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Buddhist master enthralls devotees
Leader counsels rapt audience to 'cut off root' of self-attachment

The Dallas Morning News 1st September 2001

Photo of Bodhnath Stupa near Kathmandu, NepalGARLAND – Lid Juarez found something four years ago that transformed his life. The 70-year-old Dallas man has lost 25 pounds, and chronic problems with indigestion and arthritis are gone. He said the hassles of day-to-day life no longer bother him, and he feels at peace 24 hours a day.

"I am responsible for my own self," said the convert to Buddhism, whose study and practice have brought him a new life force, he said. "Through meditation every day, my life stays on the right track."

Mr. Juarez and others like him gathered last week at the Vietnamese Community Center in Garland to receive blessings and empowerment from one of the most respected and revered Buddhist leaders in the world: Drubwang Pema Norbu Rinpoche. The 69-year-old is the retired Supreme Head of the Nyingmapa, the oldest school of Tibetan Buddhism.

Most Buddhists consider face-to-face time with teachers all-important, and the rapt attention received by the Rinpoche, which means "teacher," showed his followers' intense devotion.

Each time he arrived at the community center, he was surrounded by about a dozen young monks who travel and study with him. The monks played horns and carried incense holders. All were draped in colorful robes of orange, yellow and red, and the Rinpoche slowly hoisted himself, with the aid of the monks, onto a colorful platform.

"The experiences of happiness and suffering do not just arrive out of nowhere," he said, his words translated into English by one of the monks. "They arise out of your good or negative actions. ... Generating loving kindness and compassion is the only path on how to liberate oneself from suffering."

The Rinpoche told the quiet audience that all humans need to "cut off the root" of self-attachment and act as a loving parent to all other beings, including humans, animals and even the smallest insect.

"We are all equally the same," he said, referring to humans and all creatures, big and small.

The only enemy in the world today is our own "afflicted minds," he said. "With meditation and practice, we subdue our negative emotions, which are our inner enemy," he said.

If we subdue our afflicted minds, and fill ourselves instead with love and compassion, then "the external world cannot do anything harmful to us," he said.

Tifany Henderson of Plano, an audience member, said she began her quest to adopt Buddhism a few months ago.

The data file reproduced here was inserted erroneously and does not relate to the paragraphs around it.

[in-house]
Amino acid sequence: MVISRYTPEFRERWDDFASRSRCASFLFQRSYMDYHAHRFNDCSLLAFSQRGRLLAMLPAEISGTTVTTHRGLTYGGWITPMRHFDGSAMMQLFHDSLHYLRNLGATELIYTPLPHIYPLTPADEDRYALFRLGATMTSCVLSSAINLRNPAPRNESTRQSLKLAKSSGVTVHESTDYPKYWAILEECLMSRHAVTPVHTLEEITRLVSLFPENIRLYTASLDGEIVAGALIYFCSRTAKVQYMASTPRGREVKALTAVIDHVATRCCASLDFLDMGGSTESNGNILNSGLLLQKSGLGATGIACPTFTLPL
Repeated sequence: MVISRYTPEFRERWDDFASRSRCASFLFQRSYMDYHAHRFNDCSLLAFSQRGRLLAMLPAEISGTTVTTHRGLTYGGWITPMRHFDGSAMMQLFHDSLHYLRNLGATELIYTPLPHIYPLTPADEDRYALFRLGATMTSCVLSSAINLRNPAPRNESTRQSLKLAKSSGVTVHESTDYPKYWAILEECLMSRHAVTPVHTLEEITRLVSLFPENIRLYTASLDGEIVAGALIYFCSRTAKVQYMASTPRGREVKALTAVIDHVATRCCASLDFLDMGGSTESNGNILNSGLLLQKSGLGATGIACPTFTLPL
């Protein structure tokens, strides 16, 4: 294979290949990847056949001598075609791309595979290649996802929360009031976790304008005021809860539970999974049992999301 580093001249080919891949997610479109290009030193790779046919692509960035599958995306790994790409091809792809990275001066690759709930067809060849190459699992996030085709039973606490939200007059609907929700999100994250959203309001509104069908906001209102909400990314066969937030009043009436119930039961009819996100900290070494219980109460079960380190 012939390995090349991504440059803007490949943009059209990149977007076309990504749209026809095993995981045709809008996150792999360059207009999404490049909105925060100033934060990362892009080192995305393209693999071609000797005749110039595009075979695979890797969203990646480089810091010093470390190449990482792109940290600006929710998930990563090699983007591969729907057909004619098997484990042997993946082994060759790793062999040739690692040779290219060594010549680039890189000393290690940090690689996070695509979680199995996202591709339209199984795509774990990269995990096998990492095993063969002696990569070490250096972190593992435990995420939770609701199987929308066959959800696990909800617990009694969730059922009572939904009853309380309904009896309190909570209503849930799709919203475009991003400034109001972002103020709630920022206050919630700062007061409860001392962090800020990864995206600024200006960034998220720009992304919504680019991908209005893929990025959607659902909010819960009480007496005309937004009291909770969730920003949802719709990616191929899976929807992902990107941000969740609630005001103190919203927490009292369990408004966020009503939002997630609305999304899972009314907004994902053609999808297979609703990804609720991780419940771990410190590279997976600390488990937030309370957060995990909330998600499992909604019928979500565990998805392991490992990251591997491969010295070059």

"It's hard being a Buddhist in corporate America," said Ms. Henderson, who is a quality-assurance analyst at a telecommunications company. "No matter what happens at work, I try to stay calm and centered. I incorporate Buddhist teachings at work a little more each day, and I encounter less stress every day."

America could use the benefits of Buddhism, she said.

"We could all use more peace and less stress," she said. She meditates twice a day – 20 minutes to an hour in the morning and at night.

Even on vacation recently with her extended family, she went to the corner of her hotel room, asked her family to talk quietly, and meditated.

"It's gotten to the point now where I don't miss meditation," she said. "Wherever I am or whatever I'm doing, I do find a time and place."

Bill Clements of Arlington, an acupuncturist, became a Buddhist three years ago. His in-laws, Robert and Elizabeth Umana of Dallas, who were out of town last week, allowed the Rinpoche and his monks to stay at their home. He firmly believes that the home will be blessed by the Rinpoche's presence.

"There are many subtle realms of existence that are accessible through quiet meditation, chanting, prayer beads and so on," Mr. Clements said. "These are catalysts to help us get to those subtle realms and free ourselves of pain and suffering."

The Rinpoche, born in Tibet in 1932, is considered to be the incarnation of Vimalamitra, one of the founders of Tibetan Buddhism 1,300 years ago. The Rinpoche was named the 11th throne holder in a Tibetan monastery. He is the founder of the Palyul Namdroling Monastery in southern India, where he lives when not traveling around the world.

He visited Dallas for a week, conducting workshops for Buddhists in the North Texas area. His visit was sponsored by the Longchenpa Institute, an Allen-based nonprofit dedicated to preserving and promoting Nyingmapa Buddhism.


Updated: 1-9-2001

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